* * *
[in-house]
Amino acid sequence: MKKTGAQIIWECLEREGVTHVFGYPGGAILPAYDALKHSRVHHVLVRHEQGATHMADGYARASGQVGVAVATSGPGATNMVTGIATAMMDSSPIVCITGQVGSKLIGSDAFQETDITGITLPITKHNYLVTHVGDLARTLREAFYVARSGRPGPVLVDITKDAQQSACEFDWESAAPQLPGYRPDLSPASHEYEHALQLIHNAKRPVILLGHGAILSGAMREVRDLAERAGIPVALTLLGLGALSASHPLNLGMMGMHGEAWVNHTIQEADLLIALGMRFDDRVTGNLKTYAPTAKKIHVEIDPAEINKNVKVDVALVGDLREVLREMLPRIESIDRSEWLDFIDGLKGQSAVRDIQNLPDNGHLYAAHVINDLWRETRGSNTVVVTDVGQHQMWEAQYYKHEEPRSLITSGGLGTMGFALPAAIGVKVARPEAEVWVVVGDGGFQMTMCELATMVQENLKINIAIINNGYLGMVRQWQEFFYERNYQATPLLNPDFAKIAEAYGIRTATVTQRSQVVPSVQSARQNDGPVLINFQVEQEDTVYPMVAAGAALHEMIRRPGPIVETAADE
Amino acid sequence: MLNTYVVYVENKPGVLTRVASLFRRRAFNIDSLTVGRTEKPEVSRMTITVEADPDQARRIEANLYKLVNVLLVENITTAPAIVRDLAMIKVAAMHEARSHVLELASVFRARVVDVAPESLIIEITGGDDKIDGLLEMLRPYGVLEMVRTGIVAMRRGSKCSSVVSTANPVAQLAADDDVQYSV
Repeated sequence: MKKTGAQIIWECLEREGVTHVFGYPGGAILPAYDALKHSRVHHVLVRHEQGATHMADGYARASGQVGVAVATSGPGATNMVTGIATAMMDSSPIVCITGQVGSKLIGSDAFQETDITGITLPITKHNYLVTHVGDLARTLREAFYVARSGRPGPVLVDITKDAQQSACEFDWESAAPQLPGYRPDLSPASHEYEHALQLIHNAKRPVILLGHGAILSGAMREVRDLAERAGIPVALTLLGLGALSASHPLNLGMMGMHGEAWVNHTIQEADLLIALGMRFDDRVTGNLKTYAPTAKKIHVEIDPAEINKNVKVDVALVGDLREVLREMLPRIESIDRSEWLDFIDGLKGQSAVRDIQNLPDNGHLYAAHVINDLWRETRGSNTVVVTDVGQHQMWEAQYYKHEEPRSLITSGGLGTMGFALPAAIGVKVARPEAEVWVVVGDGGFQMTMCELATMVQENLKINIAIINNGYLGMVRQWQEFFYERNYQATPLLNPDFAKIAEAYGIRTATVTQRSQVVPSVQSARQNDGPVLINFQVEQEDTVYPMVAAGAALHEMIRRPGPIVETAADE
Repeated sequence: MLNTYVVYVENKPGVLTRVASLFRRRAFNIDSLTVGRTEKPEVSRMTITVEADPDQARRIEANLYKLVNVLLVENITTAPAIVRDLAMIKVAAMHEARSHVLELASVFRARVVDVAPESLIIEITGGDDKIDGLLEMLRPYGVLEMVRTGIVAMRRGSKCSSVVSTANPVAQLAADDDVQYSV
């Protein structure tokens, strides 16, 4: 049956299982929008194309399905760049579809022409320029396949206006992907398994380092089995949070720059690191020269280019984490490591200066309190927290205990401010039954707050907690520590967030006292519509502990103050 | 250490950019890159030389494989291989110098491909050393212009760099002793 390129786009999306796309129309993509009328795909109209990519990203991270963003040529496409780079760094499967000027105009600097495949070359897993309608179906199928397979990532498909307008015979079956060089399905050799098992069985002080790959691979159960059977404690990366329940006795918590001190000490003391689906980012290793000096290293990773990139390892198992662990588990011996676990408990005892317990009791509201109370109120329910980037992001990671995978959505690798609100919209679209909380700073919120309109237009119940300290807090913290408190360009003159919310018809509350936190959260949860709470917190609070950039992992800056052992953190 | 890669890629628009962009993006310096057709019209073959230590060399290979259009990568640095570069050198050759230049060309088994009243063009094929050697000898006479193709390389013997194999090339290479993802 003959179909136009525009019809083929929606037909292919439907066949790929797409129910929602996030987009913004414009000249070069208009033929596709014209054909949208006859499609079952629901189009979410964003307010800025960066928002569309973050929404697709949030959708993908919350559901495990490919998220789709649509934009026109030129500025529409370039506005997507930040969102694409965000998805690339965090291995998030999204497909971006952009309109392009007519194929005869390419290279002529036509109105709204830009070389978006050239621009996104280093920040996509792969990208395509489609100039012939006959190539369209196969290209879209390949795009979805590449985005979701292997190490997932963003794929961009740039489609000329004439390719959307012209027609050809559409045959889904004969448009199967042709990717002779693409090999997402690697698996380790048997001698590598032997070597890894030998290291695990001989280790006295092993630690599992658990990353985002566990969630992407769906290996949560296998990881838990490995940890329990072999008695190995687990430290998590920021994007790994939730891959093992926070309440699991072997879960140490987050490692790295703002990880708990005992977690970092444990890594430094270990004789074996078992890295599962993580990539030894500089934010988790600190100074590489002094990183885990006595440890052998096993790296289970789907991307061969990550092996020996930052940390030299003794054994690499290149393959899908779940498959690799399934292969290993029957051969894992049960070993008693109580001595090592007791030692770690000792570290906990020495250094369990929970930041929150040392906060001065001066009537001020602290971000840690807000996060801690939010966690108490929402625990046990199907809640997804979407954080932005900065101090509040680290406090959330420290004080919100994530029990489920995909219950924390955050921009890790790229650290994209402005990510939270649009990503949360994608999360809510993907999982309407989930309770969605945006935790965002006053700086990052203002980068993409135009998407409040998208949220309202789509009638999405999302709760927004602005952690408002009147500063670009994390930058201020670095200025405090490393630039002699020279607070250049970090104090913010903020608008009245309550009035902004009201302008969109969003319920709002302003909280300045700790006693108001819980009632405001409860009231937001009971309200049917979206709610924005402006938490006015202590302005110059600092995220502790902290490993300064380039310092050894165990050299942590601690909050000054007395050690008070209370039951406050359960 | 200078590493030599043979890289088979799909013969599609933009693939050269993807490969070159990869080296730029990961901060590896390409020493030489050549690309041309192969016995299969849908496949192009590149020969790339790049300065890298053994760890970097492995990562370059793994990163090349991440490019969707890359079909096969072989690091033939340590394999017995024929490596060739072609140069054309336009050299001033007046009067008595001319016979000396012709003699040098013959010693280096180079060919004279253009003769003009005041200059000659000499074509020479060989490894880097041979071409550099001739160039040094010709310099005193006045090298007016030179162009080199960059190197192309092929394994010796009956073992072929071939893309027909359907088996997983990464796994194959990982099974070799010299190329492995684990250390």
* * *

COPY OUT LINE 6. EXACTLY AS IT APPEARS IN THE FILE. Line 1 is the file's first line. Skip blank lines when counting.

């Protein structure tokens, strides 16, 4: 049956299982929008194309399905760049579809022409320029396949206006992907398994380092089995949070720059690191020269280019984490490591200066309190927290205990401010039954707050907690520590967030006292519509502990103050 | 250490950019890159030389494989291989110098491909050393212009760099002793 390129786009999306796309129309993509009328795909109209990519990203991270963003040529496409780079760094499967000027105009600097495949070359897993309608179906199928397979990532498909307008015979079956060089399905050799098992069985002080790959691979159960059977404690990366329940006795918590001190000490003391689906980012290793000096290293990773990139390892198992662990588990011996676990408990005892317990009791509201109370109120329910980037992001990671995978959505690798609100919209679209909380700073919120309109237009119940300290807090913290408190360009003159919310018809509350936190959260949860709470917190609070950039992992800056052992953190 | 890669890629628009962009993006310096057709019209073959230590060399290979259009990568640095570069050198050759230049060309088994009243063009094929050697000898006479193709390389013997194999090339290479993802 003959179909136009525009019809083929929606037909292919439907066949790929797409129910929602996030987009913004414009000249070069208009033929596709014209054909949208006859499609079952629901189009979410964003307010800025960066928002569309973050929404697709949030959708993908919350559901495990490919998220789709649509934009026109030129500025529409370039506005997507930040969102694409965000998805690339965090291995998030999204497909971006952009309109392009007519194929005869390419290279002529036509109105709204830009070389978006050239621009996104280093920040996509792969990208395509489609100039012939006959190539369209196969290209879209390949795009979805590449985005979701292997190490997932963003794929961009740039489609000329004439390719959307012209027609050809559409045959889904004969448009199967042709990717002779693409090999997402690697698996380790048997001698590598032997070597890894030998290291695990001989280790006295092993630690599992658990990353985002566990969630992407769906290996949560296998990881838990490995940890329990072999008695190995687990430290998590920021994007790994939730891959093992926070309440699991072997879960140490987050490692790295703002990880708990005992977690970092444990890594430094270990004789074996078992890295599962993580990539030894500089934010988790600190100074590489002094990183885990006595440890052998096993790296289970789907991307061969990550092996020996930052940390030299003794054994690499290149393959899908779940498959690799399934292969290993029957051969894992049960070993008693109580001595090592007791030692770690000792570290906990020495250094369990929970930041929150040392906060001065001066009537001020602290971000840690807000996060801690939010966690108490929402625990046990199907809640997804979407954080932005900065101090509040680290406090959330420290004080919100994530029990489920995909219950924390955050921009890790790229650290994209402005990510939270649009990503949360994608999360809510993907999982309407989930309770969605945006935790965002006053700086990052203002980068993409135009998407409040998208949220309202789509009638999405999302709760927004602005952690408002009147500063670009994390930058201020670095200025405090490393630039002699020279607070250049970090104090913010903020608008009245309550009035902004009201302008969109969003319920709002302003909280300045700790006693108001819980009632405001409860009231937001009971309200049917979206709610924005402006938490006015202590302005110059600092995220502790902290490993300064380039310092050894165990050299942590601690909050000054007395050690008070209370039951406050359960 | 200078590493030599043979890289088979799909013969599609933009693939050269993807490969070159990869080296730029990961901060590896390409020493030489050549690309041309192969016995299969849908496949192009590149020969790339790049300065890298053994760890970097492995990562370059793994990163090349991440490019969707890359079909096969072989690091033939340590394999017995024929490596060739072609140069054309336009050299001033007046009067008595001319016979000396012709003699040098013959010693280096180079060919004279253009003769003009005041200059000659000499074509020479060989490894880097041979071409550099001739160039040094010709310099005193006045090298007016030179162009080199960059190197192309092929394994010796009956073992072929071939893309027909359907088996997983990464796994194959990982099974070799010299190329492995684990250390």